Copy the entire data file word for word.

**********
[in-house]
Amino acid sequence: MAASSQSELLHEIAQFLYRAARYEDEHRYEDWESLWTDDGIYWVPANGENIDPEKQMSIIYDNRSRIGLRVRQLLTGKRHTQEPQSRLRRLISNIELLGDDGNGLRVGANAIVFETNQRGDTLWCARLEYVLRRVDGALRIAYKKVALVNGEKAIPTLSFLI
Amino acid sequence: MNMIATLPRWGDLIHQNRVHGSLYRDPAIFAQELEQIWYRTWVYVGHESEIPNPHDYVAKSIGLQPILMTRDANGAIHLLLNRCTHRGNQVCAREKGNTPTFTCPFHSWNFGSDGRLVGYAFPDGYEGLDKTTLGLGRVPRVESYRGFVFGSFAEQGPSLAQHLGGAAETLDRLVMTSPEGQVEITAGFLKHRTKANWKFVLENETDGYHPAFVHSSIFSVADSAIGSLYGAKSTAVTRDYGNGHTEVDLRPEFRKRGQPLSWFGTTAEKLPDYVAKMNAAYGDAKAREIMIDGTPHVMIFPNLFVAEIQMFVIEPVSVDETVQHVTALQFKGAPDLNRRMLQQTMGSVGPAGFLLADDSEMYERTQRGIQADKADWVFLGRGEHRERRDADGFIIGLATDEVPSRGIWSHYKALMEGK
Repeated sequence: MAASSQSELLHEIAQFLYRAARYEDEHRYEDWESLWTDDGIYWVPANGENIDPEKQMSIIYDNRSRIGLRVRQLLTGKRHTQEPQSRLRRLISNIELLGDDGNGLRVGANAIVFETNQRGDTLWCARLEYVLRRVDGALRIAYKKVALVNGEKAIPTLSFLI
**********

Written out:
[in-house]
Amino acid sequence: MAASSQSELLHEIAQFLYRAARYEDEHRYEDWESLWTDDGIYWVPANGENIDPEKQMSIIYDNRSRIGLRVRQLLTGKRHTQEPQSRLRRLISNIELLGDDGNGLRVGANAIVFETNQRGDTLWCARLEYVLRRVDGALRIAYKKVALVNGEKAIPTLSFLI
Amino acid sequence: MNMIATLPRWGDLIHQNRVHGSLYRDPAIFAQELEQIWYRTWVYVGHESEIPNPHDYVAKSIGLQPILMTRDANGAIHLLLNRCTHRGNQVCAREKGNTPTFTCPFHSWNFGSDGRLVGYAFPDGYEGLDKTTLGLGRVPRVESYRGFVFGSFAEQGPSLAQHLGGAAETLDRLVMTSPEGQVEITAGFLKHRTKANWKFVLENETDGYHPAFVHSSIFSVADSAIGSLYGAKSTAVTRDYGNGHTEVDLRPEFRKRGQPLSWFGTTAEKLPDYVAKMNAAYGDAKAREIMIDGTPHVMIFPNLFVAEIQMFVIEPVSVDETVQHVTALQFKGAPDLNRRMLQQTMGSVGPAGFLLADDSEMYERTQRGIQADKADWVFLGRGEHRERRDADGFIIGLATDEVPSRGIWSHYKALMEGK
Repeated sequence: MAASSQSELLHEIAQFLYRAARYEDEHRYEDWESLWTDDGIYWVPANGENIDPEKQMSIIYDNRSRIGLRVRQLLTGKRHTQEPQSRLRRLISNIELLGDDGNGLRVGANAIVFETNQRGDTLWCARLEYVLRRVDGALRIAYKKVALVNGEKAIPTLSFLI